In a week, Barack Obama is stepping down. Only once in a generation a nation can be blessed with a leader of the moral and intellectual stature he consistently held.
His record at the White House includes a consistent record of growth, a blooming of technological and scientific progress that make America unique, and a recovery from the huge disaster he inherited. For at the start of his first term, an age ago in 2009, the world was on fire. A massive mortgage crisis that started in the United States was threatening to bring the global economy down.
Inevitably, finances have not healed yet. But it no longer looks like a second Great Depression is around the corner. And following a war-mongering administration, the world welcomed him as a breath of fresh air. So much so, that shortly after becoming the 44th president of the United States, he was awarded the Nobel Peace Prize.
It was a puzzling reward for a man who still had not made any contribution in that field. Yet it was an expression of hope for better times to come. Was it a fair prize for a man later ensnared in the bloody conflicts of the Middle East? Every bomb that falls in Aleppo would be a reason against bequeathing the honor to a leader that, at the very least, stoked the fires.
But he is also the man who finally made a nuclear deal with Iran, an intractable issue for decades. He normalized relations with Cuba after more than half a century, and became the first U.S. president to visit Hiroshima. He did not apologize to the Japanese people —that would be too controversial. Yet he was also fully aware that actions speak more than words, and that there are ways of saying things without compromising policy. Thus, in his speech to the Turkish parliament in 2009, Obama addressed the issue of the Armenian Genocide, without using the “genocide” word but repeating, as he had overtly done in his campaign—urging Turkey to recognize it—that “his views had not changed.”
Yet all politics is local. And more than anything, Obama will probably be remembered by many as the first black president of the U.S. That something as completely irrelevant as the color of the skin would compare to his achievements as a leader says a lot about a society. As he recognized in his farewell speech, “race remains a potent and often divisive force in our society.” That he made it to the White House speaks volumes about improving race relations in the country, but there surely is much more room for improvement.
The other two threats he saw were rising economic inequality in the country and a growing tendency to sectarianism: “it’s become safer to retreat into our own bubbles, whether in our neighborhoods or on college campuses, or places of worship, or especially our social media feeds, surrounded by people who look like us and share the same political outlook and never challenge our assumptions.”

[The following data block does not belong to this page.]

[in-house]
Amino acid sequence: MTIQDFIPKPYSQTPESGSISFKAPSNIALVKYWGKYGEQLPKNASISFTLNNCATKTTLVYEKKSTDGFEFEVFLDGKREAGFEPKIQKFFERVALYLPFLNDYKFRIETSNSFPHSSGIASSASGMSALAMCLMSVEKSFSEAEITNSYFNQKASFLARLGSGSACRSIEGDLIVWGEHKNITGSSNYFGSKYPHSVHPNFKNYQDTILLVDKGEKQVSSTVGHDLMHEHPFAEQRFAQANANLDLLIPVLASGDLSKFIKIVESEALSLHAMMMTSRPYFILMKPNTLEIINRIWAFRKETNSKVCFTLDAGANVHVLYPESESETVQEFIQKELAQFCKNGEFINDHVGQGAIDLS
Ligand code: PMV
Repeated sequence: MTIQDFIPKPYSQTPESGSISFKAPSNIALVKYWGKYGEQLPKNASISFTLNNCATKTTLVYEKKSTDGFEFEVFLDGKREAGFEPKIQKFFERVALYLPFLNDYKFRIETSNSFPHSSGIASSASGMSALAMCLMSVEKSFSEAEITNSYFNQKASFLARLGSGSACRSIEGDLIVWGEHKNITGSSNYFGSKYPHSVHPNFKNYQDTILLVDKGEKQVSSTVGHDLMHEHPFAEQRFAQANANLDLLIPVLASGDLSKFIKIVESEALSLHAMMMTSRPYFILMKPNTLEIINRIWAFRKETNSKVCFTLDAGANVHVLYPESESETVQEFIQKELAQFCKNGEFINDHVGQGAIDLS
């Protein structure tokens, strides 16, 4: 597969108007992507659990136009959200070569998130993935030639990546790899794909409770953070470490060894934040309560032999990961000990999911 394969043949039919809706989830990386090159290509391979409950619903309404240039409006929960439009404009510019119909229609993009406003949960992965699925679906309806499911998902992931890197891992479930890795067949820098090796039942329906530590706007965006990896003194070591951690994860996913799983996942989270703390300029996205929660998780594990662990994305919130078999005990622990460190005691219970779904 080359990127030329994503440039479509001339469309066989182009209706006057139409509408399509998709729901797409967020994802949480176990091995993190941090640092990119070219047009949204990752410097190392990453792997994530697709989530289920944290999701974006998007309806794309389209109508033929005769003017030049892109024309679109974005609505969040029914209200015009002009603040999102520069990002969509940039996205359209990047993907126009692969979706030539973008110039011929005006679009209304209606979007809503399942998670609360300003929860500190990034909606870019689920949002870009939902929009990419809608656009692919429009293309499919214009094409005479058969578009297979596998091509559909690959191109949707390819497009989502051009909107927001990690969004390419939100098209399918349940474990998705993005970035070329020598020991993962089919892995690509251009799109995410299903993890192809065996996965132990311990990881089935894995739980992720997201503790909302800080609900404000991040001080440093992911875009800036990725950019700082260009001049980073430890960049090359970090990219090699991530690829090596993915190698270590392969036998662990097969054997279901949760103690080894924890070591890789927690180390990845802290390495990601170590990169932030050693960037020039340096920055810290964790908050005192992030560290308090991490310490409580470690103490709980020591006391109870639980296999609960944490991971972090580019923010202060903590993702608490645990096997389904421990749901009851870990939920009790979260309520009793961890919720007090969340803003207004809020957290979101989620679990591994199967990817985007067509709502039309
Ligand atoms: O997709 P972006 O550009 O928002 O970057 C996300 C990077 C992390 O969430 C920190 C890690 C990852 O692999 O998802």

Yet as he said in his farewell speech, “politics is a battle of ideas.” And in him it had a noble warrior, akin to the modern equivalent of the Roman peasant-soldier, a Cincinnatus of our day. The day Nelson Mandela passed away in 2013 a comedian joked that he was the only politician whose death has made people cry. While Obama is still with us, as many millions of people are hurting to see him leave the White House. That both Mandela and Obama are black is as irrelevant as the color of anybody’s hair or eyes. Or it just confirms that racists, on top of bringing disgrace upon themselves and the community, got it completely wrong.
Ever a man led by a sense of duty, before retiring Obama penned an article in Science magazine, entitled “The irreversible momentum of clean energy.” And he became the first sitting U.S. president to author such a piece. “We have long known, on the basis of a massive scientific record, that the urgency of acting to mitigate climate change is real and cannot be ignored,” he wrote. The most moving part of his essay, however, is at the bottom, in the footnotes, where he humbly, like a good student, quotes the sources.
“Yes, We Can,” was his slogan as he stirred Americans’ imagination and faith in him with a message of hope. He was simply, masterly, rewording lines written before, which he quoted in his farewell address:
“It’s the conviction that we are all created equal, endowed by our Creator with certain unalienable rights, among them life, liberty, and the pursuit of happiness. It’s the insistence that these rights, while self-evident, have never been self-executing; that We, the People, through the instrument of our democracy, can form a more perfect union.”
Yes we did, and yes we can. We still can, and we will.